After spending ten hours at three car dealerships this past weekend (and endless hours researching at home) my husband and I finally settled on a replacement vehicle for the Camry I totaled in an accident back in July. And the winner is: the 2014 Toyota Venza. What a classy driving machine. It caught my eye across the parking lot at the Toyota dealer where we had gone to look at Highlanders. (We were comparing with the Acura MDX and a mid-size Lexus SUV.) The Venza is a “crossover” design that combines certain aspects of a sedan with an SUV. I love it.
So, I DROVE IT HOME (yes!) Monday night and my husband encouraged me to READ THE OWNER’S MANUAL before I start driving it regularly. The new Venza sat in the garage all day Tuesday. In the back of my mind I was thinking, “Really? Who actually reads those things?” But this morning I took the materials out and started reading. NOT the actual Owners Manual, which is 564 pages. OR the Navigation System Manual, which is 363 pages. (Can you believe there is that much information about a navigation system?) But thankfully Toyota also provides a 27-page Quick Reference Guide and a 24-page Navigation System Quick Reference Guide. So I read both of those with my morning coffee, since I have plans to take my Venza on a maiden solo voyage to a friend’s house later this morning. And I must say I’m impressed with the technical writers who put together the shorter manuals.
Technical writers. Believe it or not, my first paying (and volunteer) jobs after we moved to Memphis in 1988 were in the field of technical communication, which I had never heard of. I joined the Society for Technical Communication (around 1989 or 90) and actually spent a year as their newsletter editor. Between 1988 and 1995, I worked for a marketing firm that ran capital campaigns for nonprofit organizations, then for the graduate engineering department at a local university, where I prepared newsletters and organized special events. Eventually I became the regional publisher of a trade magazine for residential builders and architects. Why am I telling you all of this today? Because those early jobs in marketing and technical communication all helped prepare me for what I’m doing today—writing a novel (and essays) and creating a platform to help get my work published.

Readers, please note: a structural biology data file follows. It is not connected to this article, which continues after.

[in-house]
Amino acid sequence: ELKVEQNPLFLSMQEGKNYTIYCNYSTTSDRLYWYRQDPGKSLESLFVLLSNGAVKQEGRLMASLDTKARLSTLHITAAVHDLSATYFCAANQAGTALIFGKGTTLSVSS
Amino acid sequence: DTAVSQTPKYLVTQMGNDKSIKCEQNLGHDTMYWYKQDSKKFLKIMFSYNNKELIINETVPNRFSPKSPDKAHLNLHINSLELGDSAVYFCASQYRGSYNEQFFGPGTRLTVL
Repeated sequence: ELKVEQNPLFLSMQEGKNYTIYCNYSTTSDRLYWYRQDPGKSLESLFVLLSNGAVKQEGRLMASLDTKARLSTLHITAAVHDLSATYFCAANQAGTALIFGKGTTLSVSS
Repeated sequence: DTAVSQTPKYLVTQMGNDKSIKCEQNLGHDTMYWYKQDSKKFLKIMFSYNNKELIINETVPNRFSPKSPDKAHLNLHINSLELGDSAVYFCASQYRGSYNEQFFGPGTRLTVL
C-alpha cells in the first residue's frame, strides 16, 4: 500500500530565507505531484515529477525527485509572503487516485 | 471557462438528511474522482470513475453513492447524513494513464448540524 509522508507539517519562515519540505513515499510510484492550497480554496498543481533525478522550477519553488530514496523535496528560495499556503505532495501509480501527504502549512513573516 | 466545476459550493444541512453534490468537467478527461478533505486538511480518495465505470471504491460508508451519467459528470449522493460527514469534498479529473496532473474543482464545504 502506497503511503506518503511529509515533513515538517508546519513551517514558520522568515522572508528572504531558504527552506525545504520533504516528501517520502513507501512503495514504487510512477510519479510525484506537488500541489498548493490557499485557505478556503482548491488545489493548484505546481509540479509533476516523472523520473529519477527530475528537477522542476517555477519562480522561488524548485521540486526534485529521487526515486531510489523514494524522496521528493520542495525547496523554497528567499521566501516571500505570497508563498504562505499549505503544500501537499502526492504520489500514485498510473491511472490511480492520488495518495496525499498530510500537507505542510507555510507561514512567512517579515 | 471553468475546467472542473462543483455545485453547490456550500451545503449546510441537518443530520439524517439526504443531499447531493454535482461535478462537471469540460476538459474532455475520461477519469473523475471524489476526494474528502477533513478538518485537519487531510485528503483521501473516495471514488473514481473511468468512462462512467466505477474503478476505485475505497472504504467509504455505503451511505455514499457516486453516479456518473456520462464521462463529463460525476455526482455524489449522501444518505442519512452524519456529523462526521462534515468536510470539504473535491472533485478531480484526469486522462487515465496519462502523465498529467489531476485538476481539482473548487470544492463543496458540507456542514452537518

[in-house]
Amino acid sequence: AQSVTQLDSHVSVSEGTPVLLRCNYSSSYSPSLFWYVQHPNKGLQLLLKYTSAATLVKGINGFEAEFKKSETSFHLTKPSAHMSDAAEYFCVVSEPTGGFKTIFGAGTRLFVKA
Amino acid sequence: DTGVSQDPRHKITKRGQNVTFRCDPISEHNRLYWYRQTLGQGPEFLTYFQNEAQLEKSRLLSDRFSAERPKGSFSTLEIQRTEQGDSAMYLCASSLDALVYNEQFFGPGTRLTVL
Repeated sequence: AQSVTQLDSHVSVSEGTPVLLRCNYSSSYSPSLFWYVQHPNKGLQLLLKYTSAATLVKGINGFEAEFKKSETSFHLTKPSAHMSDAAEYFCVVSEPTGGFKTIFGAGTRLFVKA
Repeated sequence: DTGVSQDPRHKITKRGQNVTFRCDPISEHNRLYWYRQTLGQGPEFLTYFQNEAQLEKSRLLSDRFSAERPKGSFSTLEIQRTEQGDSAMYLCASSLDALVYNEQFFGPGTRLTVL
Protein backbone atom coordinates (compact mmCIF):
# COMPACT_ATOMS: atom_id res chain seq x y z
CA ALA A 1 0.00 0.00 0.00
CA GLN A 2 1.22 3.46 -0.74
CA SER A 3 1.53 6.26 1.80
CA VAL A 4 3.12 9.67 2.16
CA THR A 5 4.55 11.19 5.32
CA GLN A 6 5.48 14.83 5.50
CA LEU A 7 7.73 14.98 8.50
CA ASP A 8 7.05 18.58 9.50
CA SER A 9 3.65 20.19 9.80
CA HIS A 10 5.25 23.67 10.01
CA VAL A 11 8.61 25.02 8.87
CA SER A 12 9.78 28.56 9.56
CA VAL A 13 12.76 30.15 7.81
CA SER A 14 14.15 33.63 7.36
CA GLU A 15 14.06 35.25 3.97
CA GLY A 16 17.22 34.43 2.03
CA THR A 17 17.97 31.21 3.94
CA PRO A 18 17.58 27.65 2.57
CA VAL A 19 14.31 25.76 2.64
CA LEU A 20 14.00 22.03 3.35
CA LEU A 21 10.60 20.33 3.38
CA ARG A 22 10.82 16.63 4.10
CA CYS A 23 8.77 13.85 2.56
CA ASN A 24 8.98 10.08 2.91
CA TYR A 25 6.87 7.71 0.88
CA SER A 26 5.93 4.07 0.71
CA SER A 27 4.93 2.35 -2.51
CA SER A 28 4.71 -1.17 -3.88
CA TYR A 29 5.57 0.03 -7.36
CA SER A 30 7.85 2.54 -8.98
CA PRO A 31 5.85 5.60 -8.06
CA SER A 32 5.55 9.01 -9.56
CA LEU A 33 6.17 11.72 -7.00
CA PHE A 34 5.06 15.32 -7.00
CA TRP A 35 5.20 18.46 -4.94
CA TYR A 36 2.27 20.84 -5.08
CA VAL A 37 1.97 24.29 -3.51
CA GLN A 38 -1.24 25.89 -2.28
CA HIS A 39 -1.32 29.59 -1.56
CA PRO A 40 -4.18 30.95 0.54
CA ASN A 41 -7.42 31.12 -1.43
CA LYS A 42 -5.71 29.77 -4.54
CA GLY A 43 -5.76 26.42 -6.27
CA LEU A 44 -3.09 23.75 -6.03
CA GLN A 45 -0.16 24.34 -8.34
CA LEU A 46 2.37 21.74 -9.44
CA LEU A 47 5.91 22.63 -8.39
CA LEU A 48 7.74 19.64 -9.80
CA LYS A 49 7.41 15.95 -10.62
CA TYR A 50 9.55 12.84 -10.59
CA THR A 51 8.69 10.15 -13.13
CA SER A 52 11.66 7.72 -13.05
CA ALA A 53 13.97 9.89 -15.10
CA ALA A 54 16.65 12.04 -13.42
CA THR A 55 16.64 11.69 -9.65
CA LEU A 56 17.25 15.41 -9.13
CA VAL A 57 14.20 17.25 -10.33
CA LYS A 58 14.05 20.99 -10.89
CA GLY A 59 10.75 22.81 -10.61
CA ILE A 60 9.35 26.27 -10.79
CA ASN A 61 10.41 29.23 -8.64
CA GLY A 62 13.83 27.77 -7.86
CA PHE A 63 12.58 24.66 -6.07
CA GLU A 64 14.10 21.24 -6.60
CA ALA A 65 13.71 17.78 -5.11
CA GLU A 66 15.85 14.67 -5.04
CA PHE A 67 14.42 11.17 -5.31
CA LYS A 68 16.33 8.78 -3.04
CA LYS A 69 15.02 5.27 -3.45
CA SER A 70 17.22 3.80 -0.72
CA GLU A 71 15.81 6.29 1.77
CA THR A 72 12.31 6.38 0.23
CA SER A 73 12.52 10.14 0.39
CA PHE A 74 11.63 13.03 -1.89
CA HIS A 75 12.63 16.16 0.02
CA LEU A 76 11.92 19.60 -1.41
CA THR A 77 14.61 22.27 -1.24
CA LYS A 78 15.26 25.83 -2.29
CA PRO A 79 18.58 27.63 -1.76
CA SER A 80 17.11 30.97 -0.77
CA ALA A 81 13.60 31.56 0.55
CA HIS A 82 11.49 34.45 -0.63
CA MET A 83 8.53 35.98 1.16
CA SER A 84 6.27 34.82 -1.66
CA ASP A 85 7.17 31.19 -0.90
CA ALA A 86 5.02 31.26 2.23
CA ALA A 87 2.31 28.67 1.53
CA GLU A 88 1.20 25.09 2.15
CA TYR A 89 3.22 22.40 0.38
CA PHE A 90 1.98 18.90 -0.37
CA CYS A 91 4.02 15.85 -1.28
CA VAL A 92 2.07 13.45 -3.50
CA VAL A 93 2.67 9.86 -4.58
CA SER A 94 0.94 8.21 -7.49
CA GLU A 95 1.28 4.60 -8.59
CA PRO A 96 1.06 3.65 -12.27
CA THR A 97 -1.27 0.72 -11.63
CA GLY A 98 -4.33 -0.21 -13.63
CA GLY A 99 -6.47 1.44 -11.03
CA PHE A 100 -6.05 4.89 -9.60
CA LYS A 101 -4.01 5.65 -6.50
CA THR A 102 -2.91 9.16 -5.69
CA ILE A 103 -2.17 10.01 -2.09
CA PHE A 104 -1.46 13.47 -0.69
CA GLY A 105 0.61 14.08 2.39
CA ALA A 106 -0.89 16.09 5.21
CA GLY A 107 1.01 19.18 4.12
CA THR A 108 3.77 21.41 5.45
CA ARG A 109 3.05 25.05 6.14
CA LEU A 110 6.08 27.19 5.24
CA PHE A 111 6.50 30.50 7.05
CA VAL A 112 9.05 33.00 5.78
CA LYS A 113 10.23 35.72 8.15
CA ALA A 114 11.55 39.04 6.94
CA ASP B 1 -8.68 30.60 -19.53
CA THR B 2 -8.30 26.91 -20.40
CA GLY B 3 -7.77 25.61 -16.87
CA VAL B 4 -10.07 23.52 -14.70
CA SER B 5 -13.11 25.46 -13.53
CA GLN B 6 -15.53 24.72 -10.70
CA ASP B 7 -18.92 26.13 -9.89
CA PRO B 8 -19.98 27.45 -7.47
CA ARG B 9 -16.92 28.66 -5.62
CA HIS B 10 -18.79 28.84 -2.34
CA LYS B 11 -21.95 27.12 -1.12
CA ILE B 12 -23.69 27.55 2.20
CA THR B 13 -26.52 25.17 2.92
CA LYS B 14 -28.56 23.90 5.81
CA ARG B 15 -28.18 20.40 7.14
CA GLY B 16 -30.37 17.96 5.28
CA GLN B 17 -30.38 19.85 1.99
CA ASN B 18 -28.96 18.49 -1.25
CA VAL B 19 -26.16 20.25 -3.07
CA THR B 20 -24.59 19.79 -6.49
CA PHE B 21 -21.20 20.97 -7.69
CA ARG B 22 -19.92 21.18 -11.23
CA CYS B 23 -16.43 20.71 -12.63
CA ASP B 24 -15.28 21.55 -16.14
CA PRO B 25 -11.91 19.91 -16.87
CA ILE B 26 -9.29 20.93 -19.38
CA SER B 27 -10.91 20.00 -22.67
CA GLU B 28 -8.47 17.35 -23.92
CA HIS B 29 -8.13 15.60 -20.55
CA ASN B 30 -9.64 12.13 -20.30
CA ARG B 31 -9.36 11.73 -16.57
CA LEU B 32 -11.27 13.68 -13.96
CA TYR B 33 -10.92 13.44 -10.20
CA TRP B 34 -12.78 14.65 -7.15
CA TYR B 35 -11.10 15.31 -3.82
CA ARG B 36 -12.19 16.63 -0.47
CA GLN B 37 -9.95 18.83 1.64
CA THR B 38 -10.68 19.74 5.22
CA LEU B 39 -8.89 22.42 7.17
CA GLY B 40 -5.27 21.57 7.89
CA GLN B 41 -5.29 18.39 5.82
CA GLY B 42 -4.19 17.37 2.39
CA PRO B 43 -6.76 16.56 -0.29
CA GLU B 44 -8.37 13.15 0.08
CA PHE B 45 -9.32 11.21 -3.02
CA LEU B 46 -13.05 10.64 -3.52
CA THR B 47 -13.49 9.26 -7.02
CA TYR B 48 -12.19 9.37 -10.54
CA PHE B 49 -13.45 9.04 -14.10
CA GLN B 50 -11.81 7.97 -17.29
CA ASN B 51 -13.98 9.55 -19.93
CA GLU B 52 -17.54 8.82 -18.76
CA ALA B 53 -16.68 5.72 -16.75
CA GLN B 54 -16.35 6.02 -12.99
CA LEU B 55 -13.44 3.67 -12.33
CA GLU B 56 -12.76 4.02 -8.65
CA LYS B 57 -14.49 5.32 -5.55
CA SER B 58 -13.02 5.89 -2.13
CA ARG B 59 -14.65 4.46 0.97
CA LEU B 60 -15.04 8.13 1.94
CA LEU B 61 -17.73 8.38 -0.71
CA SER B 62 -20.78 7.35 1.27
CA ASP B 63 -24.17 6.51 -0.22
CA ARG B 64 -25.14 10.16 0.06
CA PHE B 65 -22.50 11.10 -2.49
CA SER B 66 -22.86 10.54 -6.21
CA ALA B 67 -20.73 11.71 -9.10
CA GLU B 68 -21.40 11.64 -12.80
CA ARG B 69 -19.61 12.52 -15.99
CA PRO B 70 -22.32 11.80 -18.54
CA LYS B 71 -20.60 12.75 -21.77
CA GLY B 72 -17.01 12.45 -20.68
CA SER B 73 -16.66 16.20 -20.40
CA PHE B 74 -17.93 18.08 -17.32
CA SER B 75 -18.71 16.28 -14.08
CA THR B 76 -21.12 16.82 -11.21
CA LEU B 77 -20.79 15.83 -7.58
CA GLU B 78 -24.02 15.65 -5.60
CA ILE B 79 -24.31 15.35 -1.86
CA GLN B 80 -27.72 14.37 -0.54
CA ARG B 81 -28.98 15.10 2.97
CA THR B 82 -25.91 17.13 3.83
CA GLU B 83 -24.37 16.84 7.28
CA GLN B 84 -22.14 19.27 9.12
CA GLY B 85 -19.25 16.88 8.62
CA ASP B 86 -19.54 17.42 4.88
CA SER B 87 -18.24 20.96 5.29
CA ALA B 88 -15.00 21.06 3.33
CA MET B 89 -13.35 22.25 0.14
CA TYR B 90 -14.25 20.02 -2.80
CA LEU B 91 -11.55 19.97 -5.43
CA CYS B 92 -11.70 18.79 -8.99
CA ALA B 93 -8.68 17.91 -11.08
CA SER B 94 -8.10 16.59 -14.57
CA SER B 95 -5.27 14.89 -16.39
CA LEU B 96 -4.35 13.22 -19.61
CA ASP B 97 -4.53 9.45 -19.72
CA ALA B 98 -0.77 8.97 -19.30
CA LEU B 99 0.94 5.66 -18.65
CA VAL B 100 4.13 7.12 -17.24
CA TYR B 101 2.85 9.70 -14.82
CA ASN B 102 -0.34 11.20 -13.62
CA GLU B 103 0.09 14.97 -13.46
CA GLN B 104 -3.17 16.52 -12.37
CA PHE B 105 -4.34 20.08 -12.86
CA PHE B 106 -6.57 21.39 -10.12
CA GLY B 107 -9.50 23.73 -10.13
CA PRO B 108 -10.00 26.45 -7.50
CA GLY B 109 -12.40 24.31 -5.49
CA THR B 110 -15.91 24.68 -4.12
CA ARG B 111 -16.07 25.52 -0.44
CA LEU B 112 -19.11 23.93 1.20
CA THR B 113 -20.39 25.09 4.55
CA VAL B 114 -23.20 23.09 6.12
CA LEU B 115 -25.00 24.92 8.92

How? The STC website says:
What all technical communicators have in common is a user-centered approach to providing the right information, in the right way, at the right time to make someone’s life easier and more productive.
It’s pretty obvious how a well-written user manual for a car or a computer or a new appliance can help make someone’s life easier, right? But technical communication isn’t just about technical or specialized topics. It’s also about how to communicate anything, including the use of web sites and social media. The newsletters I produced for various companies and organizations in the ‘80s and ‘90s were precursors to the web site and blog I would create and use to communicate in the 21st century. It doesn’t matter what the information is that I want to communicate (for me it usually involves mental health, writing, or spirituality) but it’s about how I deliver that information. And once my novel is published, I will continue to use technical communication to help market this and any future books I hope to write.
And, while the actual work of writing a novel isn’t really technical writing, it doesn’t hurt to keep in mind the goals of technical communication, even when one is trying to communicate an intriguing story peopled with rich characters and settings. Maybe a well-written novel won’t make the reader’s life more productive, but hopefully it will bring about an emotional and intellectual response, calling the reader to look at the world a little differently, and maybe even to live her life differently. Now I’m pumped up to get back to work on that novel! Right after I drive my new Venza over to my friend’s house….